The problem of equity is a bigger issue than merely testing, to be sure. The issue of lesser learning environments of students and socio-economic status serve as the large, dark cloud that continually hovers over educational opportunity in the United States. Data analysis from almost all standardized tests clearly illustrates the impact of educational legacy and family income on test outcomes.

No test can fix this issue. Only public policy can help level equitable learning opportunities across socio-economic levels. And still, even if public policy could do this better, it doesn’t fix income; doesn’t fix where someone lives; and doesn’t change where students go to school or how many risk factors they have. There will always be a level of inequity in terms of academic achievement and measurement.

The conclusion is not that we throw in the towel with respect to admissions policies, testing, and equity. Conversely, it means we have to continue to be diligent about lifting as many barriers to high school graduation, college going, and career building as possible. The problem here is that UC’s new requirements won’t do any of this. The best students will have the best high school GPAs; they will have taken more AP courses and score higher than other students on these tests. They will, in turn, gain admittance at UC at much, much higher rates than other students. Not quite as simple as having your photo swapped onto a rowing team pic, but nonetheless, that’s how the system works. Achievement matters, as it should. But suggesting that the UC response is a fix to inequity is mistaken.

Until the nation, as a whole, agrees to a collective high school curriculum and testing system, there will be no equity option in our schools with regard to postsecondary admissions. Even then, equity is an elusive brass ring to achieve due to so many other factors in society. I don’t see the 50 states coming to any collective terms anywhere soon.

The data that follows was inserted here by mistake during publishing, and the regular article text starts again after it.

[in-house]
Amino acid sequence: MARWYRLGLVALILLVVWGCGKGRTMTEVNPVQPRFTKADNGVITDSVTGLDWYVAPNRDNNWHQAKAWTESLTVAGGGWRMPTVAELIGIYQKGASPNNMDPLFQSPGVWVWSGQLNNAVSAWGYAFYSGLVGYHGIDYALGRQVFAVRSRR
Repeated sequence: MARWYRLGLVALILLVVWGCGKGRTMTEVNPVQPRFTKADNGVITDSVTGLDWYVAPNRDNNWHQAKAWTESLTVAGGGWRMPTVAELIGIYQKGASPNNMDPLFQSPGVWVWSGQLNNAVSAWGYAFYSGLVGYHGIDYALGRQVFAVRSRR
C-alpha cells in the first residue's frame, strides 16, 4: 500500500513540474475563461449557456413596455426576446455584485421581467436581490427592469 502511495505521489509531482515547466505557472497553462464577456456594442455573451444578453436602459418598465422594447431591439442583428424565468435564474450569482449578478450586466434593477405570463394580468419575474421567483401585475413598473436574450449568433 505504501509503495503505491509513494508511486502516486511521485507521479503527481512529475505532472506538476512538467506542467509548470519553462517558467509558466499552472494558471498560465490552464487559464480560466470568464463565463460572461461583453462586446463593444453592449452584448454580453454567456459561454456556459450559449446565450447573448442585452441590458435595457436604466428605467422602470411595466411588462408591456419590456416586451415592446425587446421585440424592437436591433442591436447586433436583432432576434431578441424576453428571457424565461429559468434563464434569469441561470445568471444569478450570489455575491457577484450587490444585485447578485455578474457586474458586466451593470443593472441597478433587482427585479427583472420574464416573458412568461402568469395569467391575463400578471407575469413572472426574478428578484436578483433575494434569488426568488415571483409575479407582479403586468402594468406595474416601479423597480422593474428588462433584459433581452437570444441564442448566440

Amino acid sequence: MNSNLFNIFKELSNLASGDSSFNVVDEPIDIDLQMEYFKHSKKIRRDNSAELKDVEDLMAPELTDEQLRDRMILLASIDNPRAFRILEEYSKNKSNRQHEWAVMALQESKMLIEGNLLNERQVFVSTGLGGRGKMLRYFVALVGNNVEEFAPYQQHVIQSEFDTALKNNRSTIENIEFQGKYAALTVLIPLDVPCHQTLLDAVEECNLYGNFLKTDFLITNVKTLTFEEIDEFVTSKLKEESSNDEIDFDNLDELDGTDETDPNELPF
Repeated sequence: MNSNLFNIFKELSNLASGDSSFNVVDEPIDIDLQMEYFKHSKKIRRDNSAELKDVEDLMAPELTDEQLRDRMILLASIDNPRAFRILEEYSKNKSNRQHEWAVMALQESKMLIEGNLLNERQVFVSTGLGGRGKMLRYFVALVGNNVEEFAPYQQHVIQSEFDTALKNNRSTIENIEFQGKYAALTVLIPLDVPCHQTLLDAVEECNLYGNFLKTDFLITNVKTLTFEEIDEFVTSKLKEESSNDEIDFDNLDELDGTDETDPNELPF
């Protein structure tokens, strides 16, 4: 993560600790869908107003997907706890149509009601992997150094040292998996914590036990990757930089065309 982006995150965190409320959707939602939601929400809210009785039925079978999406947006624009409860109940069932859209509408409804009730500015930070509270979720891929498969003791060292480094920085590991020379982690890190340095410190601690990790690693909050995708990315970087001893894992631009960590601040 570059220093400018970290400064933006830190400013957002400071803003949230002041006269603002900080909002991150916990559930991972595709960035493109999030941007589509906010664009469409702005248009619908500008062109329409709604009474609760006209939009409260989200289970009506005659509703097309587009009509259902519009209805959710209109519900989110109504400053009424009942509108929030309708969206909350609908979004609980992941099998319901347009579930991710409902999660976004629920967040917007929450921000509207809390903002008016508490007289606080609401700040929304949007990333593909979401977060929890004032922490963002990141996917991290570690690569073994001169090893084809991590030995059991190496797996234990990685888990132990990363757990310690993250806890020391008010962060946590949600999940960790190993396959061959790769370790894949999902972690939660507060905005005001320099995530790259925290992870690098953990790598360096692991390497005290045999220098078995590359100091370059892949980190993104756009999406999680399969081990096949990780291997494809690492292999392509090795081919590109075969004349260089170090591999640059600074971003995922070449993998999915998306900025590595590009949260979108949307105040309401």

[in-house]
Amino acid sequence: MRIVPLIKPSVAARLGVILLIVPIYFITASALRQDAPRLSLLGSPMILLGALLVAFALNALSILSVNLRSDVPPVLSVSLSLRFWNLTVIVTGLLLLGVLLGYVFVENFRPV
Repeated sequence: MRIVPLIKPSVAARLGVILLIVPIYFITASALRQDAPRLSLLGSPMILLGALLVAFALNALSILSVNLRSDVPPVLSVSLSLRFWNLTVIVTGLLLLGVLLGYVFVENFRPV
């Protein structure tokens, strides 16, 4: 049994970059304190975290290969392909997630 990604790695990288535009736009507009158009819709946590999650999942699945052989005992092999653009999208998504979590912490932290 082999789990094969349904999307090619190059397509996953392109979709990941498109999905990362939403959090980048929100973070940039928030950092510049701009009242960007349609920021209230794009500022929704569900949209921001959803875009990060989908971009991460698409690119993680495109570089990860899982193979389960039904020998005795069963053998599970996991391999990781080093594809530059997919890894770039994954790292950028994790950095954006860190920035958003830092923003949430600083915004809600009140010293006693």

POSTSCRIPT: Academic scholarships through the UC system will still be decided by SAT/ACT test scores. Students with academic talent will sit for the exam regardless of admissions requirements.

[1] https://www.timeshighereducation.com/student/best-universities/best-universities-world.

2 thoughts on “Dropping the SAT and ACT? Good Luck with That

  1. (not about coronavirus shortcuts, just 1 aspect of standardized tests)

    My father was born in 1926 into, as he phrased it in his later years, ‘the bottom rung of the working class’ in England. ONLY because of his ability to score very highly on national standardized high stakes tests was he able to stand out and be recognized by his school, by a charity, by his city, by his university as having exceptional talent. Good grades in school could not make any individual stand out like that. His rise up the ladder was enabled by rung after rung of test success.

    By mid-career he wrote a standard text on Surgical Pathology and headed the Path Dept at UCLA.

    I know that one talented young person’s rise is not really relevant to some solution for overall societal equity. Perhaps pure academic talent is no longer valued as meriting a strong hand up, is seen as unfair in many ways. But, it would nonetheless be individually tragic for a student from the ‘bottom rung’ to lose standardized, inarguable chances to show exceptional academic talent.

    1. Thanks for your comment. Great point. People often rally against these tests, but the College “Boards” were created in 1900 to actually ensure equity in admissions rather than the oligarchs.